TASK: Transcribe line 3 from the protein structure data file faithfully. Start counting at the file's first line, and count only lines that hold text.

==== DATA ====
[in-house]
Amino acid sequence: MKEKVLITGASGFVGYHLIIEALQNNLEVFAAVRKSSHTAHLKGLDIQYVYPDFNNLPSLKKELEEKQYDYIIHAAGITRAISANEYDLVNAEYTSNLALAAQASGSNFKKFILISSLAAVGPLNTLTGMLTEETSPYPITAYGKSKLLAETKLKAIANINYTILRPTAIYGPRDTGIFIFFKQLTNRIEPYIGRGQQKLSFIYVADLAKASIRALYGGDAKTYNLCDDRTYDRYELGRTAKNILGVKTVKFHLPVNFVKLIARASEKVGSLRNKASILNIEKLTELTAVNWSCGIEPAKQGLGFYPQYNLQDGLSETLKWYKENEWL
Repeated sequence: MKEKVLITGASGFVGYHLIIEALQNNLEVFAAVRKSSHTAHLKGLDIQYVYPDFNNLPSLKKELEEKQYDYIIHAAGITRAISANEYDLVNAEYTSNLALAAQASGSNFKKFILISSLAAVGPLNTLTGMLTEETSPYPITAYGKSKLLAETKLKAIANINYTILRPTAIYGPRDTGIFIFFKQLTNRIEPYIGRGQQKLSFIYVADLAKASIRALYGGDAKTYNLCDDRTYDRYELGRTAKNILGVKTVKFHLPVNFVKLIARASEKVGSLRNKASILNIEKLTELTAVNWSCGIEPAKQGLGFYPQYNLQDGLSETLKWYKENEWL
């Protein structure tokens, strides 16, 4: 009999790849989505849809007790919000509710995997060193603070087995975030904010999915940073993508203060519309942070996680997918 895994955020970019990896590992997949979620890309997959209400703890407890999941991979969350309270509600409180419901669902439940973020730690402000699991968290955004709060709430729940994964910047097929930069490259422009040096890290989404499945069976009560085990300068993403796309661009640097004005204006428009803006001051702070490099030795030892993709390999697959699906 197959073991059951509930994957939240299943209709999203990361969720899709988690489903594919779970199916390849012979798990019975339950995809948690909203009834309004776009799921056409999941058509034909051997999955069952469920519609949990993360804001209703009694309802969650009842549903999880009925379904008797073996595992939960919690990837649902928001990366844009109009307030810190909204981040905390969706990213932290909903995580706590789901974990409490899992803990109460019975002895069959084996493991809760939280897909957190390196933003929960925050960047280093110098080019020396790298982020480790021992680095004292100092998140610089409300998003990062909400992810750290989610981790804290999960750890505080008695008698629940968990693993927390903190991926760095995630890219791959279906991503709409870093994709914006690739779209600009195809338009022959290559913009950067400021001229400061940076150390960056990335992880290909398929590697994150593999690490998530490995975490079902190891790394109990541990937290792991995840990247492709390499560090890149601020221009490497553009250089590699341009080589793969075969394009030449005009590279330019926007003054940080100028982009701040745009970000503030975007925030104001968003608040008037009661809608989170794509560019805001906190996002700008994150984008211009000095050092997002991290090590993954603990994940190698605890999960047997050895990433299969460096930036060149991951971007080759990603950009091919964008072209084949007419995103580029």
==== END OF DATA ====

Repeated sequence: MKEKVLITGASGFVGYHLIIEALQNNLEVFAAVRKSSHTAHLKGLDIQYVYPDFNNLPSLKKELEEKQYDYIIHAAGITRAISANEYDLVNAEYTSNLALAAQASGSNFKKFILISSLAAVGPLNTLTGMLTEETSPYPITAYGKSKLLAETKLKAIANINYTILRPTAIYGPRDTGIFIFFKQLTNRIEPYIGRGQQKLSFIYVADLAKASIRALYGGDAKTYNLCDDRTYDRYELGRTAKNILGVKTVKFHLPVNFVKLIARASEKVGSLRNKASILNIEKLTELTAVNWSCGIEPAKQGLGFYPQYNLQDGLSETLKWYKENEWL